Close to 40% (38%) of formerly suicidal Canadians have reached a state of complete mental health, not only being free of symptoms of mental illness, suicidal thoughts or substance abuse in the preceding year, but also reporting almost daily happiness or life satisfaction, and social and psychological wellbeing according to a new study from researchers at the University of Toronto. The study will appear online this month in the journal Suicide and Life-Threatening Behavior.
"We found that among formerly suicidal individuals, those who have someone they could confide in were seven times more likely to have complete mental health, after adjusting for potential confounders" says lead author Philip Baiden, a PhD Student at the University of Toronto's Factor-Inwentash Faculty of Social Work.
This finding is in keeping with the large body of research that has consistently demonstrated that individuals with greater social support and who have someone they can count on are less likely to suffer psychological distress and other mental illness. Other factors associated with achieving complete mental health among formerly suicidal respondents include being older, being a woman, having higher income and the use of spirituality to cope. Those with chronic pain, insomnia or a history of alcohol dependency were less likely to be in complete mental health.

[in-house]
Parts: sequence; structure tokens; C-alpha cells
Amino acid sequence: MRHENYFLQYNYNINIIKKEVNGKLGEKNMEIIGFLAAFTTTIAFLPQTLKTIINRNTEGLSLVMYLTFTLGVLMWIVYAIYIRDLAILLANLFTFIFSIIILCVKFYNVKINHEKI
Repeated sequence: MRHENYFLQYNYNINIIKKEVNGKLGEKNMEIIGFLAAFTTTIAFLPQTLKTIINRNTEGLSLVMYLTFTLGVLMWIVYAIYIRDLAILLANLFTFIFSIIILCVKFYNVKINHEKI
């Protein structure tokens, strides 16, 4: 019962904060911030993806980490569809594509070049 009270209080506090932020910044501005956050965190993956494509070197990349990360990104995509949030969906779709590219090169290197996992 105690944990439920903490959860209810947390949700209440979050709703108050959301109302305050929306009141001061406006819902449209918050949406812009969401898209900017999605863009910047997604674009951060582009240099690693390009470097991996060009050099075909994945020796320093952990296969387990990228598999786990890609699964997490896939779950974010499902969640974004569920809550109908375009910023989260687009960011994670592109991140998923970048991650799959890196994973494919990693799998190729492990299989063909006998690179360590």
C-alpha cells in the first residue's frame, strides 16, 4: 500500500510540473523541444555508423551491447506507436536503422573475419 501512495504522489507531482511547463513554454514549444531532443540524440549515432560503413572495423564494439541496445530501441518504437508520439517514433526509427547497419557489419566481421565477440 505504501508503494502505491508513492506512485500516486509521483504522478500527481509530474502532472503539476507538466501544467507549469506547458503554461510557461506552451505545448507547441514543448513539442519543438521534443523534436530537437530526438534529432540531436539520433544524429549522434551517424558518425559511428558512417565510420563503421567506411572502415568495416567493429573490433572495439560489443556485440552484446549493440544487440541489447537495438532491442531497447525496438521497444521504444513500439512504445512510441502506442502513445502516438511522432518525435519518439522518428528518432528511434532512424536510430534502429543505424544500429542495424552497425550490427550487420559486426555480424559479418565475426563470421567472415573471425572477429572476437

The researchers examined data from a representative sample of 2,884 formerly suicidal adults from Statistics Canada's 2012 Canadian Community Health Survey-Mental Health.
"Our findings provide a hopeful message for those in the depths of despair and their loved ones. Long-term recovery goals should be not limited to mere remission from suicidal thoughts. A large minority of suicidal individuals can achieve a high level of happiness and complete mental health. There is a promising light at the end of the tunnel" says co-author Esme Fuller-Thomson, Sandra Rotman Endowed Chair in Social Work and Interim Director of the Institute for Life Course and Aging.